Artificial Intelligence (AI) is an incredible tool that has proven its worth in various fields, from healthcare to entertainment, finance, and beyond. Yet, despite the success stories, it’s a sobering truth that many AI projects do not reach fruition.
According to Gartner, up to 85% of AI projects do not deliver on their promises. Here are 7 of the core hidden causes, and a Jaxon solution to address these challenges to increase success rates of AI initiatives:
- Misalignment Between Problem and Solution
AI projects require a clear and well-defined problem statement. Without it, it’s easy to lose sight of the business’s needs, leading to AI solutions that don’t align with objectives. Moreover, AI solutions are often retrofitted into existing processes without considering the design implications, turning the project into a guessing game. Organizations get caught up in the AI hype, and attempt to retrofit AI solutions to problems that might not even require them. AI is a tool, and like any tool, it needs to be applied to the right problems to yield the best results. Start with a well-defined problem and work towards the solution.
- Customization Woes for Domain-Specific Use Cases
AI is not one-size-fits-all. Different domains and use cases require tailored AI solutions. If an AI project is approached with a generic mindset, it will likely fail to deliver optimal results. It’s essential to account for the unique characteristics and requirements of each domain and to customize the AI solution accordingly.
- Neglecting the Importance of Data Quality
As AI practitioners, we’ve all come across the saying, ‘garbage in, garbage out.’ The success of any AI project hinges significantly on the quality of data that’s available. Yet, time and again, data quality is overlooked. A common pitfall is underestimating the importance of data cleaning and preprocessing, leading to models trained on incomplete or noisy data, ultimately yielding unreliable predictions. As practitioners, we must prioritize investing time and resources in ensuring the data we feed into our models is of the highest quality.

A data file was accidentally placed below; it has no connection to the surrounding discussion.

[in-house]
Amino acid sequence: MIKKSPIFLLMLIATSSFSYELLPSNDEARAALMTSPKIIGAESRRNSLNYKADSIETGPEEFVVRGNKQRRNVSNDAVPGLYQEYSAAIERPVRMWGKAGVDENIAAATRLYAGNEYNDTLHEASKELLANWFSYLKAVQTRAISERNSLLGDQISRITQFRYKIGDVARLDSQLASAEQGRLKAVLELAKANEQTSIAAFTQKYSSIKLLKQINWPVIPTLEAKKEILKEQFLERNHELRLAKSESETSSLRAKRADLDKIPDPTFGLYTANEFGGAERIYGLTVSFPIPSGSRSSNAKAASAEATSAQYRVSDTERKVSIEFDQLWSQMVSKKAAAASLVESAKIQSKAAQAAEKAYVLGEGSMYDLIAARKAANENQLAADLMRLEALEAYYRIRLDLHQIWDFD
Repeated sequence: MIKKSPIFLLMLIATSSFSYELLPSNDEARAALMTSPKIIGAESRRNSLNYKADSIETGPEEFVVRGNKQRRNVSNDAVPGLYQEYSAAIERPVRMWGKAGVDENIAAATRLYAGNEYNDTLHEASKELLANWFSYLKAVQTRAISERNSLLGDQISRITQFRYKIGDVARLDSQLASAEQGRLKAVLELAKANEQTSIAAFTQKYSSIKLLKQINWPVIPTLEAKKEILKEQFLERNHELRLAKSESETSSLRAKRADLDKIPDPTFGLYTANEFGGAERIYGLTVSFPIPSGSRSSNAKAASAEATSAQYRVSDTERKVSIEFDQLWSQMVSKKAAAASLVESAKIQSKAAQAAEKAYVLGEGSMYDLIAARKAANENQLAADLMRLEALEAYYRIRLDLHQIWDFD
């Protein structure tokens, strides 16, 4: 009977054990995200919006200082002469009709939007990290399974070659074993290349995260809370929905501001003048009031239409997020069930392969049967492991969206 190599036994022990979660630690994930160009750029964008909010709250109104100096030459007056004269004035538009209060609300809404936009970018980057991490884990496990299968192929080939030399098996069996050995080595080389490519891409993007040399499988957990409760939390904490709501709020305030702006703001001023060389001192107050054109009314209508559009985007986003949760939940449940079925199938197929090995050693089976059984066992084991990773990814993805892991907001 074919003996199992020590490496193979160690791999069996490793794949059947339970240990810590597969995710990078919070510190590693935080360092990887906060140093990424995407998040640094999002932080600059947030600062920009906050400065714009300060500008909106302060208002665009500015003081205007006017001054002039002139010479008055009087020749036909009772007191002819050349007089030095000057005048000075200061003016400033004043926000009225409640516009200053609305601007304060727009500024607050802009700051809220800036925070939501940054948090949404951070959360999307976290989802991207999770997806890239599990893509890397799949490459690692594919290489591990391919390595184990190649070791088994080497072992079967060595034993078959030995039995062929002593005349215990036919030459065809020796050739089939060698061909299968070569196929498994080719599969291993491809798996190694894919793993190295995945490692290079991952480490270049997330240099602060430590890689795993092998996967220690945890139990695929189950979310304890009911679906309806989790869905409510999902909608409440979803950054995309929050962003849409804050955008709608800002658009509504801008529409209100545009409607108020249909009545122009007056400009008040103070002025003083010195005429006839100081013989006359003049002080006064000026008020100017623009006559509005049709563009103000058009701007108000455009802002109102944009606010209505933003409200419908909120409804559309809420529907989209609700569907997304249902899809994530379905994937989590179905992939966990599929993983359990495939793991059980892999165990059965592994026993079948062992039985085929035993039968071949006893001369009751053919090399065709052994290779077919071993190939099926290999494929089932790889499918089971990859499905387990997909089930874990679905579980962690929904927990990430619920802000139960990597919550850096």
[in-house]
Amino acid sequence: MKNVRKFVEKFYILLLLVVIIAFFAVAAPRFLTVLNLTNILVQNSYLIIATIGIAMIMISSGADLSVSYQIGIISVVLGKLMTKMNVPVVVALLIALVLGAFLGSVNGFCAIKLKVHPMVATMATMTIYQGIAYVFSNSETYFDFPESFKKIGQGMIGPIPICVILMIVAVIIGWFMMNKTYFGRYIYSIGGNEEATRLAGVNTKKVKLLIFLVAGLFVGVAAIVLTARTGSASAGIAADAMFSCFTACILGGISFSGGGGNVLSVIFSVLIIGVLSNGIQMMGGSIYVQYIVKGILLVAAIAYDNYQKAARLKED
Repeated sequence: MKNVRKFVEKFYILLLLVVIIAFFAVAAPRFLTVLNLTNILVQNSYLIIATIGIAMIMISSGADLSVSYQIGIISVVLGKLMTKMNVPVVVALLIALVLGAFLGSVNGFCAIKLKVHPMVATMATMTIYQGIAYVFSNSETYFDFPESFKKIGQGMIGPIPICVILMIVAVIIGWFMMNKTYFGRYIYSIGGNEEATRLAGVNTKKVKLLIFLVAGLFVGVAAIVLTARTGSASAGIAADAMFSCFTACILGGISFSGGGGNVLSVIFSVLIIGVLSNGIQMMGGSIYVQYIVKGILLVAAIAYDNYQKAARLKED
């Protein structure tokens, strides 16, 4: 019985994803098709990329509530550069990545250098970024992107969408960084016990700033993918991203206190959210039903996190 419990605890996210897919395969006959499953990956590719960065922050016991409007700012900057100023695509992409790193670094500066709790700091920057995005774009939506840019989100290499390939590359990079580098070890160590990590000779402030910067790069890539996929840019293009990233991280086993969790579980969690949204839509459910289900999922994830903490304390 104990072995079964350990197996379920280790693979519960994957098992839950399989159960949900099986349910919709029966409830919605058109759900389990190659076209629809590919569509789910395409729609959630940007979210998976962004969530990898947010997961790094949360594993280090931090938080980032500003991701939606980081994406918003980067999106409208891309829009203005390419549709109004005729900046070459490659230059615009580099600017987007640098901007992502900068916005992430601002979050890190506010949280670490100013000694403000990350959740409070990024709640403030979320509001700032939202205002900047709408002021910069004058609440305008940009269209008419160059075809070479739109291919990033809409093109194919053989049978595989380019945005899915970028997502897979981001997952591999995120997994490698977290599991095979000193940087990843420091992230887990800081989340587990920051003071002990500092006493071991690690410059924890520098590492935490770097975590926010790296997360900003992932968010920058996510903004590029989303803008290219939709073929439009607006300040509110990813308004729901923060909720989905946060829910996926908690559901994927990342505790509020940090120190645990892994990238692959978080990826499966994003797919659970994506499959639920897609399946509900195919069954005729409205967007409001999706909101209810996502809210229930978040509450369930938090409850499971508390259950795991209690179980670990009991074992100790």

- Lack of Expertise and Understanding
AI is a complex field, requiring a blend of skills and expertise ranging from computer science to statistics and domain knowledge. Skilled data scientists are both costly and challenging to find, presenting a significant obstacle to many AI projects. Often, projects fail because there’s a gap in understanding AI technology and its capabilities or a lack of skilled personnel to drive the project. Investing in training and education, or seeking external expertise when needed, can significantly improve the success rate of AI projects.
- Retention of Knowledge
Institutional knowledge is the powerhouse of an organization’s experience and skills. It offers a huge strategic advantage, but too often that expertise is stored in the heads of senior staff that are limited in their reach across the organization, and when they leave that knowledge leaves with them.
- Ignoring Bias and Ethical Considerations
Gartner’s report cautions that AI projects deliver erroneous outcomes due to bias in data, algorithms, or the teams responsible for managing them. It’s essential to proactively check for and mitigate biases in your data and models to avoid unfair or unjust results.
- Insufficient Evaluation and Testing
Lastly, a common issue I’ve observed is insufficient testing of AI systems. Rigorous evaluation, validation, and testing are vital for any AI project. Without these critical steps, you run the risk of deploying an AI system that doesn’t perform as expected or, worse, causes harm.
Navigating the AI landscape can be challenging, but by understanding common pitfalls and how to avoid them, we can increase our chances of success. Keep these considerations in mind, and remember, while AI holds extraordinary promise, it’s not a magic wand that can solve all problems. It’s a tool, and its effectiveness depends largely on how well we use it.